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The London Marathon: a personal blog

The Charity’s corporate partnerships officer Steve Salazar, has been pounding the training miles

The Charity’s corporate partnerships officer Steve Salazar, has been pounding the training miles

What’s that feeling; excitement, nerves? Have I trained enough? What’s that niggle in my ankle? Why did I do this to myself?

More importantly…am I ready?

These are just some of the questions I have been asking myself over the past few weeks. As I am sure you have as well, at some point along this journey. The good news – you are not alone.

At this point the most important thing is making sure that we make the start line, as fit and healthy as possible. Not only so we can complete the marathon, but so we can enjoy every second of a once in a lifetime opportunity.

The past few months have been the hard work, with every run you have got stronger and faster.

Every time you put on your trainers and stepped out that door you have improved. There is no such thing as a bad run. Every step you take is a step closer to finishing.

There is nothing else that we can do to get any faster at this stage. If you haven’t started tapering yet, you should really think about it. After months of training, your body needs the time to recover and get back to 100%.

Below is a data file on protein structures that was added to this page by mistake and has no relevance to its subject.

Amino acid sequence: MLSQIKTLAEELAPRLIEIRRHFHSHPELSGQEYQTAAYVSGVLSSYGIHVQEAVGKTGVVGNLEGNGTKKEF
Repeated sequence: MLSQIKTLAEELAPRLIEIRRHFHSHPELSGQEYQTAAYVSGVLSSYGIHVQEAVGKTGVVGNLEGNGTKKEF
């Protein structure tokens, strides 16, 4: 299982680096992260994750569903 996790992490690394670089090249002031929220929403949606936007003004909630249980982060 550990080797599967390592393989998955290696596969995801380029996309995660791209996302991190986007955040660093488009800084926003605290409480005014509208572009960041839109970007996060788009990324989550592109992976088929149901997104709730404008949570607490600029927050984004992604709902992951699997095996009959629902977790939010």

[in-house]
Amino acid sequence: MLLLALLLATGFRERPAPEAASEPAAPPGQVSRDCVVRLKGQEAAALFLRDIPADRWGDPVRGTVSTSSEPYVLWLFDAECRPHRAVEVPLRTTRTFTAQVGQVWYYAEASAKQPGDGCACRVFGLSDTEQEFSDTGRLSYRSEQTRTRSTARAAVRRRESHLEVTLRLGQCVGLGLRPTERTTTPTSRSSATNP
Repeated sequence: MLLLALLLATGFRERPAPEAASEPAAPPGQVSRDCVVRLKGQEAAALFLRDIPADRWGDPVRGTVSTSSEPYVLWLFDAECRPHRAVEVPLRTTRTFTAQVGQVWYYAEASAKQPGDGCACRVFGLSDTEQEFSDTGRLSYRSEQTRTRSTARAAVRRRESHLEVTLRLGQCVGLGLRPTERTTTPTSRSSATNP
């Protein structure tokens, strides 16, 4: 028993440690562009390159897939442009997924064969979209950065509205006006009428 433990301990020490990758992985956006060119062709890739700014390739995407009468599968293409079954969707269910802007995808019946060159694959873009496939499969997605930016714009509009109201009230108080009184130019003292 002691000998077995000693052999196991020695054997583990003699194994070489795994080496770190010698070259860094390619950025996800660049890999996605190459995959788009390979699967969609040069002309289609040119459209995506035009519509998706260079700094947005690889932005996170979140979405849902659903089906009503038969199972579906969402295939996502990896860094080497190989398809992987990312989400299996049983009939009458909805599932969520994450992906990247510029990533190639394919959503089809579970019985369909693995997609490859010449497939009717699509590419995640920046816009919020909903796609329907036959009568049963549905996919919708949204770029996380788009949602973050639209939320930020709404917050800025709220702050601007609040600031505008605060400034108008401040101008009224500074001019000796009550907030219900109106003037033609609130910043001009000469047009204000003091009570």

For me, tapering is the hardest bit of training. I always think there is more I can and should have done. But I have a plan of how to make sure I stick to my tapering. For me, I am going to reduce my effort on my runs.

So rather than going 90% at my speed session with my running club I will give it 60%. Rather than running 25/30k I will take 10/15k off that and make sure its steady. I won’t run looking at my watch, but run just to keep fitness.

But for every person this is different and you need to choose what works for you. The most important thing is ensuring you get that rest now, you get those carbs in and you replenish your stores ready for the big day.

On Sunday the 28th April at 10am we will achieve something that I think pretty much every person has in their bucket list, to run a marathon.

I can’t even imagine the feeling when I finally cross that finish line. Last year I was there cheering on our runners and the atmosphere was truly electric, I’ve never seen anything like it.

We might run the actual race alone, but we are united. United with 100 people running for The Brain Tumour Charity and 40,000 other people all running for their own personal reasons.

Running a marathon has been something I always wanted to do but never thought I would have the discipline or fitness to ever dream of. Now I am days away from achieving this.

There are so many people that I couldn’t have got this far without. Every like, every comment, every word of motivation has been what’s kept me going. So thank you everyone.

Training in the cold, dark winter is hard. Running four times a week is hard. Spending hours on the road, gym, bike and pool is hard. But this is nothing, compared to what people suffering with a brain tumour and their families have to deal with.

We all have our own reasons for why we are running The London Marathon. When it gets hard we need to remember those reasons and that will give us the strength to carry on. With every step when you see your shoelaces, remember every single person from The Brain Tumour Charity is behind you.

We are so grateful for your support, the awareness and the money we raise from this event will help to ensure that we drive forward to find a cure. Because we know, a cure really can’t wait.